However, Whelan also believes it is a good idea to scrutinize the syrup more closely. “There isn’t any doubt that obesity is on the rise, and it must be coming from somewhere. It didn’t come from thin air.” And, says Whelan: “We are sure as heck eating a lot of HFCS.”
A heck of a lot is 62.4 pounds per person as of 2001, slightly less than the 64.7 pounds per person of refined sugar. That’s an extraordinary number, given the fact that high-fructose corn syrup didn’t even exist until the late 1960s, when Japanese scientists, using enzymes, figured out how to convert cornstarch into a liquid with enough sweet fructose to compete with sugar.
By the mid-’70s, the high-fructose corn syrup industry was flourishing with HFCS 42, which contains 42% fructose and is 92% as sweet as sugar. But it was the advent of a 55% fructose product that converted the soft-drink industry to formulas 100% sweetened with high-fructose corn syrup. According to a 1996 history of high-fructose corn syrup, published in the industry journal Corn Annual, HFCS 55 “broke the sweetness barrier” by offering for the first time a product as sweet as liquid sugar.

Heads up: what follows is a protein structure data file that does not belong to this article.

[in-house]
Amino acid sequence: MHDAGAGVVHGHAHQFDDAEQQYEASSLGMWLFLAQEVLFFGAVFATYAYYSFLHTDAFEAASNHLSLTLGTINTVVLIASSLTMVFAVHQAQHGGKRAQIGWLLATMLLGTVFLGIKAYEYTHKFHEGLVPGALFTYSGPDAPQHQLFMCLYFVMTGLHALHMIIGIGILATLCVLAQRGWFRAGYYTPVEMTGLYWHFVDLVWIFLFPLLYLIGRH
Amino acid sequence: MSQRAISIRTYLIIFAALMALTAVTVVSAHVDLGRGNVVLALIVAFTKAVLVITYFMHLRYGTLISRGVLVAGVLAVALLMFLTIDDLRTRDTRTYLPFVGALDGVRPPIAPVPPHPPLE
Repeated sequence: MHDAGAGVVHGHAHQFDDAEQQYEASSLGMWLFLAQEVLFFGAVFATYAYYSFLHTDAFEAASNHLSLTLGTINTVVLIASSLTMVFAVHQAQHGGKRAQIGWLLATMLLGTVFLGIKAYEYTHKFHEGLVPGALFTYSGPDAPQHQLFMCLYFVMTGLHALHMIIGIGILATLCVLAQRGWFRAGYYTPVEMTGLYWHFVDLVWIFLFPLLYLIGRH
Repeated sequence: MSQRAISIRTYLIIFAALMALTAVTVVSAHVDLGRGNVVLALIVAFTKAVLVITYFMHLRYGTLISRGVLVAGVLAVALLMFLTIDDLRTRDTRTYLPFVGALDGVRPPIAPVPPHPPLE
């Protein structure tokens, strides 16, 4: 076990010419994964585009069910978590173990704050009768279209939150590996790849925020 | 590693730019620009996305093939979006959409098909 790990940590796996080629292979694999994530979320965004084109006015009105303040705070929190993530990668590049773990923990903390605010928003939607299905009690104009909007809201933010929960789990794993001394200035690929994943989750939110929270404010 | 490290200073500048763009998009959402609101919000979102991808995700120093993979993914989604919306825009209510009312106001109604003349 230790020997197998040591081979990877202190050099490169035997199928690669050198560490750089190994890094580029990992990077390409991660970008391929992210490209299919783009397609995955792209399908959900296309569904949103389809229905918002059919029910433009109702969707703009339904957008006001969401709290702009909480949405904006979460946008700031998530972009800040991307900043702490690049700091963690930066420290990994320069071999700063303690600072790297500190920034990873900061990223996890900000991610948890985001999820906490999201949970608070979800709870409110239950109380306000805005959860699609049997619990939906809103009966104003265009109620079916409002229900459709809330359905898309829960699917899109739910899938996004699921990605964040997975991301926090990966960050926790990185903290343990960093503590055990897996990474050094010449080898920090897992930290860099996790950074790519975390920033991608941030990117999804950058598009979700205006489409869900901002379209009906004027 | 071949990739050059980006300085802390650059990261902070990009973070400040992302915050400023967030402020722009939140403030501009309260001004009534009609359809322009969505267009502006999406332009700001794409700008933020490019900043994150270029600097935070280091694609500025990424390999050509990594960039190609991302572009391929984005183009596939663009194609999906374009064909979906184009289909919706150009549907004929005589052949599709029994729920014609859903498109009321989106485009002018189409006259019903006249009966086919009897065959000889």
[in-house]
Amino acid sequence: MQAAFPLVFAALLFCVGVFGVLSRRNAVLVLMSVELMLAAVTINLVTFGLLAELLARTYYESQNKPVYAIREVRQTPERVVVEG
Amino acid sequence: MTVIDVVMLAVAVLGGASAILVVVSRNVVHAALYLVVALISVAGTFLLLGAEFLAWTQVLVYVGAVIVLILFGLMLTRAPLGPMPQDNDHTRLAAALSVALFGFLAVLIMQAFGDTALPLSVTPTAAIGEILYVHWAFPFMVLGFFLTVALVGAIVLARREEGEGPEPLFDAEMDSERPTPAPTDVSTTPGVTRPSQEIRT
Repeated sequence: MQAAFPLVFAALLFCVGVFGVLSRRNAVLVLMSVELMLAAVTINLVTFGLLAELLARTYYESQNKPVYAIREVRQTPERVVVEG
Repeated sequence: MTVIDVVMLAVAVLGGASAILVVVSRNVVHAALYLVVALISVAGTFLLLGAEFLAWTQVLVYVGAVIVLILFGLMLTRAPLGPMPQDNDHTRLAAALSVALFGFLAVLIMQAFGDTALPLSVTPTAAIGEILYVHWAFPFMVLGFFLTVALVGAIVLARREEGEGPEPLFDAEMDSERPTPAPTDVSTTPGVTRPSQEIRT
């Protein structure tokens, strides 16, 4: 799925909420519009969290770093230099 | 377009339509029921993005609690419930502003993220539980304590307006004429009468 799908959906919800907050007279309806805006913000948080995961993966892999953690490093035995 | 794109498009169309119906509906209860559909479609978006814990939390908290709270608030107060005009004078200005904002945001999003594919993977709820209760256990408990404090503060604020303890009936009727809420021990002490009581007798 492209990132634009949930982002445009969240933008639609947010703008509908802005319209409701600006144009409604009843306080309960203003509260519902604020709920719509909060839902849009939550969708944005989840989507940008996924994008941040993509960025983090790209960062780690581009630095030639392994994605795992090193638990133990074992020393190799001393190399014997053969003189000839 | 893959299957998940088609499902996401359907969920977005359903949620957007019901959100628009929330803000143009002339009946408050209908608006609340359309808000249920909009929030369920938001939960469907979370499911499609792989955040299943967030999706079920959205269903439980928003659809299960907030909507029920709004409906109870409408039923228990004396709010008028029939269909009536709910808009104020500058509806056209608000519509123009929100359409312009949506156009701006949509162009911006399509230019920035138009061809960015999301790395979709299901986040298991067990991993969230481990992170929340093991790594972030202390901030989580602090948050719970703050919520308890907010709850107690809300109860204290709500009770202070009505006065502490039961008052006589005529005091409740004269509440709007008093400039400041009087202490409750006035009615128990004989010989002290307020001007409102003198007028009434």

Critser says the big winners in the shift away from sugar were the soda industry, because the syrup was a cheaper and easier-to-use alternative for liquid sugar at a time of soaring sugar prices, and the federally subsidized corn industry, which found a lucrative use for surplus corn.
But Critser says Americans lost out nutritionally because they were soon presented with lots of cheap ways to satisfy their hankering for sweets. Soda servings grew to 32 ounces and then 64 ounces. By the mid-’80s, the number of new candy and snack products, which had been stable at 250 a year during the ‘60s and ‘70s, soared to 2,000 a year.